Removing the Ban on General Solicitations Gaining Momentum
Privately held small businesses may soon face one less obstacle when it comes to finding potential sources of capital. Currently, capital raising efforts for these businesses, and anyone acting on their behalf, are constrained by a prohibition under the Securities Act of 1933 (Securities Act) on general solicitation and general advertising for all private offerings. But in recent months, the House of Representatives and a new advisory committee to the Securities Exchange Commission (SEC) have proposed that for most private offerings this prohibition should no longer apply. A removal of such general solicitation restrictions would clearly facilitate the raising of early-stage capital “on-line.”
In early November of 2011, the House passed the Access to Capital for Job Creators Act (H.R. 2940) by a large and bi-partisan majority of 413-11. If the bill becomes law, the SEC would be required within 90 days to revise Rule 506 of Regulation D to permit general solicitation and general advertising for a private offering, as long as all purchasers are accredited investors. Rule 506, which contains no limits on offering size, is the most widely relied upon rule used for private offerings that are exempt from registration under Section 4(2) of the Securities Act. Immediately after H.R. 2940 passed, an identical version (S. 1831) was introduced in the Senate by Senator John Thune, but has not been voted upon yet.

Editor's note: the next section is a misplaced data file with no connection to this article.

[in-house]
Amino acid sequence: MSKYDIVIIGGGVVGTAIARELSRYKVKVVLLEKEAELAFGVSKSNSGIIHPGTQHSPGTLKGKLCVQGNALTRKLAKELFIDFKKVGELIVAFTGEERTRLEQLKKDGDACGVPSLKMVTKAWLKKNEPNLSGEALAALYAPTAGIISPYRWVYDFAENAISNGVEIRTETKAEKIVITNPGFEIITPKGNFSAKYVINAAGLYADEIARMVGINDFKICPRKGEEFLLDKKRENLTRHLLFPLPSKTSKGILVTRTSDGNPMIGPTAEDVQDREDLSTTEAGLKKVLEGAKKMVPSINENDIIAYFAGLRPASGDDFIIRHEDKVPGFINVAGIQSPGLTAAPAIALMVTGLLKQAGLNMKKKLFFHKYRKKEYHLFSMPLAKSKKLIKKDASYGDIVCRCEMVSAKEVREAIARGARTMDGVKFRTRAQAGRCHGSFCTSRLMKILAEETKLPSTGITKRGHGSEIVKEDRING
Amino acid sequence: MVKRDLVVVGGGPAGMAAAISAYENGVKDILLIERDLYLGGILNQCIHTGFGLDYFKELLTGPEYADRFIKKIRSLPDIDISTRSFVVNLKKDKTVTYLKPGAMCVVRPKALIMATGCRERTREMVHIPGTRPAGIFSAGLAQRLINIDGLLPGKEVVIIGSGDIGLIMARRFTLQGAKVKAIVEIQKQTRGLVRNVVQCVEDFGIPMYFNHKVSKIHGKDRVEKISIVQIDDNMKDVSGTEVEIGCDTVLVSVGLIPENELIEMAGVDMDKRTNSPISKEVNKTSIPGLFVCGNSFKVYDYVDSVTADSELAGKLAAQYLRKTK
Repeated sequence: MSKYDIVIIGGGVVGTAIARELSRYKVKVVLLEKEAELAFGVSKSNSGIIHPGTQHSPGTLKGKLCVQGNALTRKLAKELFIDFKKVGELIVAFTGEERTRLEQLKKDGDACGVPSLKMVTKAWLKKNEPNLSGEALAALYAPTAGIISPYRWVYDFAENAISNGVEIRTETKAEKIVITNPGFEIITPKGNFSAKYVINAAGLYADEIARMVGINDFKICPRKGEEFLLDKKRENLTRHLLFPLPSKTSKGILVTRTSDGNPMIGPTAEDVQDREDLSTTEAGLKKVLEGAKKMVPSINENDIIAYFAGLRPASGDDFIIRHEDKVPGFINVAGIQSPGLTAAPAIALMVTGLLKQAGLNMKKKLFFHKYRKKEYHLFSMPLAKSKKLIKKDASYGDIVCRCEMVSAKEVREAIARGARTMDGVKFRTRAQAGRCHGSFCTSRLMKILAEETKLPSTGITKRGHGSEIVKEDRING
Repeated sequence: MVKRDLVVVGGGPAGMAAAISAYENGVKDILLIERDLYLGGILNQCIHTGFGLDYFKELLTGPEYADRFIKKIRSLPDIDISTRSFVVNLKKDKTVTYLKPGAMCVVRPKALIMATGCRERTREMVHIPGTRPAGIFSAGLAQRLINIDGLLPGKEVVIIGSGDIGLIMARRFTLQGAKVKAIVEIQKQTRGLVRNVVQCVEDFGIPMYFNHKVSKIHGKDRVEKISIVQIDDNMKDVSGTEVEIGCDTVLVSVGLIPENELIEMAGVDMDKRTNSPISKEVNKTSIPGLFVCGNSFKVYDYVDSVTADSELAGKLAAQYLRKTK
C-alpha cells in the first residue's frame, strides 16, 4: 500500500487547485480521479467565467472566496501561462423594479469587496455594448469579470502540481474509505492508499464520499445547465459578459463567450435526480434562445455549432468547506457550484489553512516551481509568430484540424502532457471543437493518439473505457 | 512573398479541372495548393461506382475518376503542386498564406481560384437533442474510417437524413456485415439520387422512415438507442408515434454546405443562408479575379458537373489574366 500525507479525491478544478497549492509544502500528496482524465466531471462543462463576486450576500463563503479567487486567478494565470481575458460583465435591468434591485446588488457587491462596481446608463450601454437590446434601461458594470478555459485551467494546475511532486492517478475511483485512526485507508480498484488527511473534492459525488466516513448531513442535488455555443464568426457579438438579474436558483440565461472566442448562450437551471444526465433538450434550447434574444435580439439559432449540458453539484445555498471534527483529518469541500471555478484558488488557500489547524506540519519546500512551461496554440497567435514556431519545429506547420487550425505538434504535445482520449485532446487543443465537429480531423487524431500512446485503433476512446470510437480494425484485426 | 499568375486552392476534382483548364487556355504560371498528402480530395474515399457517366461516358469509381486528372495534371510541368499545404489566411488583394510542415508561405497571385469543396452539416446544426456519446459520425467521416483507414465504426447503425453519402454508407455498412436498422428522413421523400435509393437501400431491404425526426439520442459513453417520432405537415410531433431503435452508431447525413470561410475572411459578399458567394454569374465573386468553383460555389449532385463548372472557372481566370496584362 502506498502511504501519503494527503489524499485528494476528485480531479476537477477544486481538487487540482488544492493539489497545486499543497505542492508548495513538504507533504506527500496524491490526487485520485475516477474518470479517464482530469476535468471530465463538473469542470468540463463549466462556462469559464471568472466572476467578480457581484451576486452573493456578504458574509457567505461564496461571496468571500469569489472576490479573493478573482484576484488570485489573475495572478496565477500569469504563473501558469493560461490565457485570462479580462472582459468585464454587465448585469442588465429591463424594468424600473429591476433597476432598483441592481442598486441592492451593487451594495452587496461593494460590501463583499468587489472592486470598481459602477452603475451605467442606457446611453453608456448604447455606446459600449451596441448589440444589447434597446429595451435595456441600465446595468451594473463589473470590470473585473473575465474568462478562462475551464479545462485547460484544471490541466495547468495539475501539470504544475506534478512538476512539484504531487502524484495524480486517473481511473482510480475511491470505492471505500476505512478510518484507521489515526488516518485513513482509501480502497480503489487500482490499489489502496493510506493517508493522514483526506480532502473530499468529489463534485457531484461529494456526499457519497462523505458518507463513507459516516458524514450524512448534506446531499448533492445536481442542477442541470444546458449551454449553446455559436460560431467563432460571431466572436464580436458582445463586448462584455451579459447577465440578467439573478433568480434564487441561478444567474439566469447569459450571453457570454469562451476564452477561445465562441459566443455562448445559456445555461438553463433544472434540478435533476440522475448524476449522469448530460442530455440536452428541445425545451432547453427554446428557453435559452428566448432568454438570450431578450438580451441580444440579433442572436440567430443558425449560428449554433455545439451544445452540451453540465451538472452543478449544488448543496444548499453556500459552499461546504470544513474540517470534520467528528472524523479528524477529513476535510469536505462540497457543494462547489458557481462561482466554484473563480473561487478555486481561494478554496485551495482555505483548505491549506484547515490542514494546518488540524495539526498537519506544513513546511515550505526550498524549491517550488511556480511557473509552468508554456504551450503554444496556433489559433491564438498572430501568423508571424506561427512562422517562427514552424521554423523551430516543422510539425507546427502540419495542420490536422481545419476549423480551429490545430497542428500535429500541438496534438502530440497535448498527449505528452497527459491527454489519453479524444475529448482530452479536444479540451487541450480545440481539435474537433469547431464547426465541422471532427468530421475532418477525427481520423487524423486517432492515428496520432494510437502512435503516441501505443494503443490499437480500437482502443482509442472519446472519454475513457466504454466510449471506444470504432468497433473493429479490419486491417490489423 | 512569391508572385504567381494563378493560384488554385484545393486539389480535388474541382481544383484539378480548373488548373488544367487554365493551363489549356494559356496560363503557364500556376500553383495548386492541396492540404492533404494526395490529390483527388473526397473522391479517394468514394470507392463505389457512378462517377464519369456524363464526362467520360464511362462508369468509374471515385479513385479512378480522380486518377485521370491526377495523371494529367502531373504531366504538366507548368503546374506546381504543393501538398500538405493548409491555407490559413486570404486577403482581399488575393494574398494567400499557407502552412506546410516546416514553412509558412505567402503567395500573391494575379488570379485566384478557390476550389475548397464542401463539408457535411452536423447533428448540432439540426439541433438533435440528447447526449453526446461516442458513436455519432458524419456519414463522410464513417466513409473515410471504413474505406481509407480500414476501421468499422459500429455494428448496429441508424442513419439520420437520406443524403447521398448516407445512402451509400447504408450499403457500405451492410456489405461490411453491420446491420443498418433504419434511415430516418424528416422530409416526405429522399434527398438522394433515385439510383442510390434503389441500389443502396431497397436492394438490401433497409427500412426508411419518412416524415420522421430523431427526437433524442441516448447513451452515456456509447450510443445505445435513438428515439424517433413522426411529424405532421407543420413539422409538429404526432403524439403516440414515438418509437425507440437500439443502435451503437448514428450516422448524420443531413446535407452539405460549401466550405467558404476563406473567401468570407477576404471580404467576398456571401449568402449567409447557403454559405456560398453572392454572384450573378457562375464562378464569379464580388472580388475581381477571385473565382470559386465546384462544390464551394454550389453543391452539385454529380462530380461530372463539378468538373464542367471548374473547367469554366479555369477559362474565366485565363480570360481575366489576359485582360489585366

The SEC established the new Advisory Committee on Small and Emerging Companies (ACSEC) in September 2011 to provide advice regarding the SEC’s rules, regulations, and policies; and, on January 6 of this year, the ACSEC made its first recommendation: that the SEC immediately relax or modify its restrictions to permit general solicitation and general advertising in private offerings under Rule 506 in which all purchasers are accredited investors. The ACSEC went so far as to state that the investor protections afforded by the existing restrictions on general solicitation and general advertising are not necessary in private offerings involving only accredited investors.
Considering the legislative support of the House and the priority of the recommendation by the ACSEC, we may see a change allowing general solicitation and general advertising for certain private offerings sometime this year (although this being a presidential election year, this potential change may be stuck in limbo until after the election). The SEC could remove the prohibition if it were to follow the recommendation of its own ACSEC, or such a change could be mandated by the Access to Capital for Job Creators Act if signed into law by the president. We will continue to provide timely updates as developments occur.